FAQs

Frequently asked questions

For more extended information please refer to the Information Sheets.

Antarctica was once part of Gondwana, along with New Zealand, Australia, South America, Africa, and peninsula India. 190 million years ago Gondwana began to break up forming the distinct continent Antarctica. Fossil remains and geological investigations have helped clarify the relationship between Antarctica and the other parts of Gondwana.

The highest temperature recorded at Scott Base was in January 1970 and was 8°C.
The lowest temperature recorded in Antarctica was recorded at Vostock and was -89.6°C

On the 28 November 1979 Flight TE901 crashed into the lower slopes of Mount Erebus on Ross Island killing all 257 passengers and crew. The site of the accident is permanently protected under the Antarctic Treaty. There is a memorial cross on the boundary of the protected area approximately three kilometres from accident site.

Environmental protection is effected through the Environmental Protocol to the Antarctic Treaty and by the Committee for Environmental Protection (CEP). Areas of outstanding scientific, historic or other value can be designated as Antarctic Specially Protected Areas (ASPA).

Algae are the predominant plants in Antarctica. The dominant species are cyanobacteria, which are blue/green in colour. The algae may combine with fungi to form lichen. Lichens form thin crusts, for example on rocks, and range in colour from grey to yellow and orange. Some lichens may grow to a height of three centimetres and have branches and leaf-like growths. The most complex plants in Antarctica are the mosses and liverworts, which attach to soil and rock using rhizoids (threads which emerge from the base of the stem). In favourable locations in Antarctica the mosses may form mounded cushions or larger carpets.

Scott Base sewerage is processed through a Waste Water Treatment Plant and field human waste from land-based camps is brought back to Scott Base for disposal. Supplies for Scott Base are carefully chosen and packed to minimise waste, but some packing waste is always generated, eg cans and boxes. Card paper, glass and aluminium and tin cans are separated for recycling back in Christchurch. Food and food contaminated wastes are returned to New Zealand for disposal. It costs about $10 000/year to bring rubbish back to New Zealand and dispose of it.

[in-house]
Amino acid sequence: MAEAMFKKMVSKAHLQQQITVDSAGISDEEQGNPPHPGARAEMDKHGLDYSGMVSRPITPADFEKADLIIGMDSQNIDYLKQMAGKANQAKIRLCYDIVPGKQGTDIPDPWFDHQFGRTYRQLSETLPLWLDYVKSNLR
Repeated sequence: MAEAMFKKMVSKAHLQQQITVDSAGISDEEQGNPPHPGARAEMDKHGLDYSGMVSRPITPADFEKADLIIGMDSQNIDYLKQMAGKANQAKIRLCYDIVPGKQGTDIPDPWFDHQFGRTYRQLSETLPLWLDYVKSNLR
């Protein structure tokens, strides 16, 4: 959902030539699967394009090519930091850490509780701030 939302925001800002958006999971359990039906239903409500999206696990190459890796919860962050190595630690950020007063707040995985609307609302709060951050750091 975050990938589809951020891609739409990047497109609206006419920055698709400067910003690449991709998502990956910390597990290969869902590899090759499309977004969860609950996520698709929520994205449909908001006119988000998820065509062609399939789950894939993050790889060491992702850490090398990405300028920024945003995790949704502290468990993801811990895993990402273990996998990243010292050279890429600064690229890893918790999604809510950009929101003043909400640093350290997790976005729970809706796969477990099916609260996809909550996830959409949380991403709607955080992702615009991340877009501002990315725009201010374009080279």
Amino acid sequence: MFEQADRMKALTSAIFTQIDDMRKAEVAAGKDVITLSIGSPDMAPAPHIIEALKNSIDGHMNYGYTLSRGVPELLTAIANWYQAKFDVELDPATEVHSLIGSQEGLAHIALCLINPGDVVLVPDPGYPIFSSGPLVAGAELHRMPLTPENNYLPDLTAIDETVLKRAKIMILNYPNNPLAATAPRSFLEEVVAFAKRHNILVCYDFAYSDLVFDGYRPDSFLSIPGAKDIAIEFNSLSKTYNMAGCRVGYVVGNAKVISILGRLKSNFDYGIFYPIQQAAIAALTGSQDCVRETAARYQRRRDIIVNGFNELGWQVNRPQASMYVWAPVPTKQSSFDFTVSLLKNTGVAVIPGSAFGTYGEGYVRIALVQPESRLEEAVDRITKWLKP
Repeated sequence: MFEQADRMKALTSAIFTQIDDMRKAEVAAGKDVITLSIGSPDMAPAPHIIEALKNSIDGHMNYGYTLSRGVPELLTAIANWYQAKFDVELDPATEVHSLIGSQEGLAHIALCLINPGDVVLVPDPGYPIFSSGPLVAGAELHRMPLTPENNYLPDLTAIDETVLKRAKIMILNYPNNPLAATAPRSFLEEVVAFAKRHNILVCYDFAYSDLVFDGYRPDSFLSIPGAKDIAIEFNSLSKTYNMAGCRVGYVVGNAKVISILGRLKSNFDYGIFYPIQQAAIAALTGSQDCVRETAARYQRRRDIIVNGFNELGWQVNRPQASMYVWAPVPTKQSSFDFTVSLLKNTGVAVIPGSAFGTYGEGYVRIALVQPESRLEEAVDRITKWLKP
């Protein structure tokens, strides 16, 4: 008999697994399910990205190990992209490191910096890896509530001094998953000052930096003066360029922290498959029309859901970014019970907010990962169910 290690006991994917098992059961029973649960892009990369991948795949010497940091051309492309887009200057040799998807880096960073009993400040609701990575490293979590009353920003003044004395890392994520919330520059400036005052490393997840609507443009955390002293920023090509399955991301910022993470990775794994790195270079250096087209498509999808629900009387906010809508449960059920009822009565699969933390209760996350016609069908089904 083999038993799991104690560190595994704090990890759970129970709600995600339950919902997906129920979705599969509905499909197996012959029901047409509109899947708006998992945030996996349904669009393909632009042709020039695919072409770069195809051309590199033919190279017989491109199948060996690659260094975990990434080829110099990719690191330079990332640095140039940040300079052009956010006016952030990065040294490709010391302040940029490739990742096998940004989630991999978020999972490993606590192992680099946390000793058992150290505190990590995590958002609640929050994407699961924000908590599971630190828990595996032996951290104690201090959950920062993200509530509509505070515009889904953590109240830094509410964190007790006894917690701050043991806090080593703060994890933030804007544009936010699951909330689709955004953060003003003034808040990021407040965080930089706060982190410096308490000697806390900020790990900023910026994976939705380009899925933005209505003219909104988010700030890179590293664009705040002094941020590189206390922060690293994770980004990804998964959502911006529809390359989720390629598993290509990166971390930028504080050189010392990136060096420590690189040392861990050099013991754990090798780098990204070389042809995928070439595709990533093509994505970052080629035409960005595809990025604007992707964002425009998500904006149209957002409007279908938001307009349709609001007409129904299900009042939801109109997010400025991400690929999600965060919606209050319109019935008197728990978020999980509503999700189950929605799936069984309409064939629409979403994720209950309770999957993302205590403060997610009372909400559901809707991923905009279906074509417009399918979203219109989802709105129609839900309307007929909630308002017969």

Most of the rubbish left in the past has been removed. Scott Base has an active rubbish removal/base-tidying scheme. Examples of cleaning up Antarctica are New Zealand's Vanda Station at Lake Vanda, the Greenpeace World Park Base at Cape Evans and Hallett Station at Cape Hallett. These bases were removed completely from Antarctica, including taking away contaminated soil. There is still a small amount of rubbish yet to be removed from Hallett Station.

The answer to this question depends on the definition of exploitation. Scientific 'exploitation' is provided for as a key purpose of the Antarctic Treaty System but must be within the bounds of the the Protocol on Environmental Protection to the Antarctic Treaty. The Protocol also bans all mineral exploitation. CCAMLR is an international agreement designed to allow for ecologically sustainable marine living resource extraction without over exploitation. Tourism occurs in the Antarctic and is governed by the Treaty and Environmental Protocol. The Antarctic tourism industry is self-regulating through IAATO.